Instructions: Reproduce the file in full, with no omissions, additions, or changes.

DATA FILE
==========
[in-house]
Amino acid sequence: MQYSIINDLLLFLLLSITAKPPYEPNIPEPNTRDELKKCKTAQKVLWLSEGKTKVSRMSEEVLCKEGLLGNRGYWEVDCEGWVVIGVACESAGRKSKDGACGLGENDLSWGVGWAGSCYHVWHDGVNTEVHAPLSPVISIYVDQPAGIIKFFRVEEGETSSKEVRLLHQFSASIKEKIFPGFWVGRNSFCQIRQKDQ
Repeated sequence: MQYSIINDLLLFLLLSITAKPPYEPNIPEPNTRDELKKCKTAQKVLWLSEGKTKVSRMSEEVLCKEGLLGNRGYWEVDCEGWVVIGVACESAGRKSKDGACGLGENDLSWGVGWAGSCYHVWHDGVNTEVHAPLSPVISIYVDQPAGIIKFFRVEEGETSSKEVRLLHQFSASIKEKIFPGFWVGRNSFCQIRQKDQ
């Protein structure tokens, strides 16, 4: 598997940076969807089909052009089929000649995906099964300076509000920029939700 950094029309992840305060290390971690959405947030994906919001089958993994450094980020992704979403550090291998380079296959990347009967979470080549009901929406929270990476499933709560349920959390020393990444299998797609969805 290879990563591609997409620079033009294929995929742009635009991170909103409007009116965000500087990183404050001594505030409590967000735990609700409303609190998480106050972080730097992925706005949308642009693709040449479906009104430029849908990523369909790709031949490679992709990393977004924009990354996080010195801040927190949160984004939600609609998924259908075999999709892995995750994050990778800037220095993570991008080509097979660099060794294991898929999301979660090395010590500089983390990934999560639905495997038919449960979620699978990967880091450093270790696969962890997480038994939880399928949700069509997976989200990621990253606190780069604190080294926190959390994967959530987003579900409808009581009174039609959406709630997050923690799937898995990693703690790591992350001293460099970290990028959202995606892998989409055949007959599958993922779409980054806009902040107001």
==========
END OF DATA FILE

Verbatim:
[in-house]
Amino acid sequence: MQYSIINDLLLFLLLSITAKPPYEPNIPEPNTRDELKKCKTAQKVLWLSEGKTKVSRMSEEVLCKEGLLGNRGYWEVDCEGWVVIGVACESAGRKSKDGACGLGENDLSWGVGWAGSCYHVWHDGVNTEVHAPLSPVISIYVDQPAGIIKFFRVEEGETSSKEVRLLHQFSASIKEKIFPGFWVGRNSFCQIRQKDQ
Repeated sequence: MQYSIINDLLLFLLLSITAKPPYEPNIPEPNTRDELKKCKTAQKVLWLSEGKTKVSRMSEEVLCKEGLLGNRGYWEVDCEGWVVIGVACESAGRKSKDGACGLGENDLSWGVGWAGSCYHVWHDGVNTEVHAPLSPVISIYVDQPAGIIKFFRVEEGETSSKEVRLLHQFSASIKEKIFPGFWVGRNSFCQIRQKDQ
């Protein structure tokens, strides 16, 4: 598997940076969807089909052009089929000649995906099964300076509000920029939700 950094029309992840305060290390971690959405947030994906919001089958993994450094980020992704979403550090291998380079296959990347009967979470080549009901929406929270990476499933709560349920959390020393990444299998797609969805 290879990563591609997409620079033009294929995929742009635009991170909103409007009116965000500087990183404050001594505030409590967000735990609700409303609190998480106050972080730097992925706005949308642009693709040449479906009104430029849908990523369909790709031949490679992709990393977004924009990354996080010195801040927190949160984004939600609609998924259908075999999709892995995750994050990778800037220095993570991008080509097979660099060794294991898929999301979660090395010590500089983390990934999560639905495997038919449960979620699978990967880091450093270790696969962890997480038994939880399928949700069509997976989200990621990253606190780069604190080294926190959390994967959530987003579900409808009581009174039609959406709630997050923690799937898995990693703690790591992350001293460099970290990028959202995606892998989409055949007959599958993922779409980054806009902040107001």